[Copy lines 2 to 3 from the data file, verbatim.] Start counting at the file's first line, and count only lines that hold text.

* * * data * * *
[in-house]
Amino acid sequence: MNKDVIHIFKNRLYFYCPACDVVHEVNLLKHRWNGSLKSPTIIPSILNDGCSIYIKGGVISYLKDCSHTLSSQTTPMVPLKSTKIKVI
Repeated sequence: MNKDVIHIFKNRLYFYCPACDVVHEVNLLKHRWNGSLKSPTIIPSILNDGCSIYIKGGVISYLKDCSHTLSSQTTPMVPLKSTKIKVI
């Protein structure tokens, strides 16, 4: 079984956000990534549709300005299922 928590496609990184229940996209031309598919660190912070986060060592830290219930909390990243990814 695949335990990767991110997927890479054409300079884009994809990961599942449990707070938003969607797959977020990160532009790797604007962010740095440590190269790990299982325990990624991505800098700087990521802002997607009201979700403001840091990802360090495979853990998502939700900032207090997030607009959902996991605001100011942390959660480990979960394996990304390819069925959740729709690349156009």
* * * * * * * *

Amino acid sequence: MNKDVIHIFKNRLYFYCPACDVVHEVNLLKHRWNGSLKSPTIIPSILNDGCSIYIKGGVISYLKDCSHTLSSQTTPMVPLKSTKIKVI
Repeated sequence: MNKDVIHIFKNRLYFYCPACDVVHEVNLLKHRWNGSLKSPTIIPSILNDGCSIYIKGGVISYLKDCSHTLSSQTTPMVPLKSTKIKVI